Syria talks officially kick off in Astana
A third round of talks aimed at finding a political solution to the conflict in Syria has officially gotten underway in Kazakhstan’s capital Astana.
Russia’s Sputnik news agency said the talks kicked off with a meeting between the United Nations (UN) and Russian delegations on Tuesday.
The Astana talks, which have been going on in parallel with UN-brokered talks in the Swiss city of Geneva, have been an initiative of guarantor states Iran, Russia, and Turkey. The first round of the talks took place on January 23-24 and the second on February 15-16.
The Syrian government and the country’s opposition comprise the main sides to the talks, while Iran, Russia, and Turkey mediate the process. Tehran and Moscow are allied with Damascus, whereas Turkey acts on behalf of the Syrian opposition.
Delegations started arriving for the negotiations in Astana on Monday.
The Iranian delegation is headed by Hossein Jaberi Ansari, the deputy foreign minister for Arab and African Affairs.
The armed opposition in Syria has said it will not be participating in the talks because of what it says is Russia’s failure to halt its airstrikes in support of the Syrian government and the Syrian army’s alleged violations of a ceasefire.
Russia has been carrying out an aerial campaign in Syria on a request from Damascus since September 2015. Together with Iran and Turkey, Russia facilitated a nationwide ceasefire in the Arab country late last year.
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The first two rounds of the Astana talks saw participants agreeing on the establishment of a jointly-run mechanism to monitor the ceasefire, which would report to the UN.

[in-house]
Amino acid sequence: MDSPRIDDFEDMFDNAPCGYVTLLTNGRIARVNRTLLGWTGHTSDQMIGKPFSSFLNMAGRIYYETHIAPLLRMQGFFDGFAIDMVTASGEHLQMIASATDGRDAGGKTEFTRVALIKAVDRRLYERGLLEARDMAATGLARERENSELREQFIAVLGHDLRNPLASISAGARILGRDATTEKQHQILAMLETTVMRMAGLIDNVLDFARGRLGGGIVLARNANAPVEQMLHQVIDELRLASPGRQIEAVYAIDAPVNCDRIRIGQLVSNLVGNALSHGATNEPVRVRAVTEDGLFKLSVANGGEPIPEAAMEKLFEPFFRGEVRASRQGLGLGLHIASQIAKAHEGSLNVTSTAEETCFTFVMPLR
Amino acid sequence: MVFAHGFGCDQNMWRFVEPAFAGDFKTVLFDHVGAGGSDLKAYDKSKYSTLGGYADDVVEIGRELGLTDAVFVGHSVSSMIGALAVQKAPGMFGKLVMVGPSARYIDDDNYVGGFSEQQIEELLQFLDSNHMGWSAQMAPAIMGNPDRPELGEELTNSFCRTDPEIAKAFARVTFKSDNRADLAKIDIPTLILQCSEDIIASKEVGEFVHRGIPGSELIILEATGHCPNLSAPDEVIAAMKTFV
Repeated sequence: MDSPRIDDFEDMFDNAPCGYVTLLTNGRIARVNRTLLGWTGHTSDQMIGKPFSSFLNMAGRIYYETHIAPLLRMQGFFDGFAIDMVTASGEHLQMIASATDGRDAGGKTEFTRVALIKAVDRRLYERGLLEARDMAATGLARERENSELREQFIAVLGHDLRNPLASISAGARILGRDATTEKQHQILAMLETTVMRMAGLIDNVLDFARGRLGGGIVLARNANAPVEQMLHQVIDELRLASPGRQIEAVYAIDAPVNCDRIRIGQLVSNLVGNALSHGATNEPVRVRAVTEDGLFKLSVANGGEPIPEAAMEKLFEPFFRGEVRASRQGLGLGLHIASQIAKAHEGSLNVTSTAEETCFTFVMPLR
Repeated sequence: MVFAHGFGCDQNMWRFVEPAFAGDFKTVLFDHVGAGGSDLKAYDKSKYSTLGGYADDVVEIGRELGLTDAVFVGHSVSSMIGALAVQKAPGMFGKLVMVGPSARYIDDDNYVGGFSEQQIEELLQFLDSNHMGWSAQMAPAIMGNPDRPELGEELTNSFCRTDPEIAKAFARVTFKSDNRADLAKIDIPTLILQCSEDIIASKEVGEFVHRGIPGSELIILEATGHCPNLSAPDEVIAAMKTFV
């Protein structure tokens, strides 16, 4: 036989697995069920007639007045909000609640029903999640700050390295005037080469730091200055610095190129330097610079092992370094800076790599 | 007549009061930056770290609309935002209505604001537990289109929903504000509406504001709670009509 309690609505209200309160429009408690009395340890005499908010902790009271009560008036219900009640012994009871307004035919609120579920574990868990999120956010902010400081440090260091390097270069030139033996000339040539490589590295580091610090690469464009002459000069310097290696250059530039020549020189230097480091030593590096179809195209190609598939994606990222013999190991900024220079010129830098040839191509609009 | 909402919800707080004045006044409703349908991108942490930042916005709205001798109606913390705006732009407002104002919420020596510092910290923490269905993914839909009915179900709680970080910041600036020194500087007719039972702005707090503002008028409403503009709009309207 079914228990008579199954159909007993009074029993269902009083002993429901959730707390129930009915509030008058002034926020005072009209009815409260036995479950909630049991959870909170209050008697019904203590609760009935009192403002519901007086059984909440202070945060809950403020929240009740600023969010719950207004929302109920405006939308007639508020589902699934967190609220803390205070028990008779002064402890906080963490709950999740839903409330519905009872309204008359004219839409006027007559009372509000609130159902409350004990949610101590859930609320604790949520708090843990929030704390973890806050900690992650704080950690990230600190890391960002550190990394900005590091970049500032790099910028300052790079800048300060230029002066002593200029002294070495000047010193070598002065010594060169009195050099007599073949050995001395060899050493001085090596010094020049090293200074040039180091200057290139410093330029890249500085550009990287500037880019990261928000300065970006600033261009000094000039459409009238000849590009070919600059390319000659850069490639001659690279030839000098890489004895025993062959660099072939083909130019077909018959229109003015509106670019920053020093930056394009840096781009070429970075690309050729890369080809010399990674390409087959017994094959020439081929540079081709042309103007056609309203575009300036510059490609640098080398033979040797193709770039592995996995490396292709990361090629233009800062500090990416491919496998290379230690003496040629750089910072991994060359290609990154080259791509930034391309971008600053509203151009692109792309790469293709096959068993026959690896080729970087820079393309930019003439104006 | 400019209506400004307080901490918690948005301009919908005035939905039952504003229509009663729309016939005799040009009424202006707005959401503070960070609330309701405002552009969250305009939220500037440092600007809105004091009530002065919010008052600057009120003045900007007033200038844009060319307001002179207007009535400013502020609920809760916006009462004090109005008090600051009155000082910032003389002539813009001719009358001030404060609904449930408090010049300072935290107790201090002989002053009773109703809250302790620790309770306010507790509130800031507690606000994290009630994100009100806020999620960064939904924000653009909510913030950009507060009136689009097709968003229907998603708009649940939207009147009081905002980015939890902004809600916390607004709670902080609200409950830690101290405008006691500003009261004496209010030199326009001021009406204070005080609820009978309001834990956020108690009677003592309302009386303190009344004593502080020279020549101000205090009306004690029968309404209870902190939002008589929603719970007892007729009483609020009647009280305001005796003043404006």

According to Kazakhstan’s Foreign Minister Kairat Abdrakhmanov, the new round of the talks is expected to consider the creation of a working group on prisoner exchanges as well as conducting mining clearances at sites of humanitarian significance.
Additional US representative at the talks
According to Sputnik, the United States has dispatched a second representative to the current round of the talks, an upgrade from its previous level of participation in the negotiations.
A Kazakh Foreign Ministry spokesman said that apart from US Ambassador to Kazakhstan George Krol, who has participated in the previous rounds of the Astana talks, another representative will be present from Washington. The Kazakh spokesman did not explain who the new representative was.
Previously, Krol would join the discussions at the Kazakh government’s invitation as an observer. There has been no indication that the additional envoy partaking in the latest round would assume any expanded role.
Conflict began in Syria in 2011, when foreign states opposing the Syrian administration started pouring arms and militants into the Arab country. Hundreds of thousands of people have been killed in the conflict so far.
‘Turkey responsible for militants’ failure to attend’
Later in the day, Bashar al-Ja’afari, Syria’s ambassador to the UN and the head of the Syrian delegation blamed Turkey for the militants’ failure to participate.
“When one of the three guarantors breaks their commitment — and I mean Turkey — this means that Turkey must be one that is asked about the non-attendance or participation of these armed groups,” he said.
Ja’afari, however, said progress could still be made in the absence of the militants.
“We are eager to ensure the success of the Astana path… whether or not the armed factions attend,” Jaafari said. “The failure of the armed factions to attend Astana shows the indecency of their politics.”
Separately, Russia’s Interfax news agency cited Russian Foreign Minister Sergei Lavrov as saying that the boycott came as a surprise and that the reasons provided by the armed opposition for not taking part in the talks were “unconvincing.”
The top diplomat announced, though, that the Russian Defense Ministry was in touch with the Syrian oppositionists who had refused to come to Astana.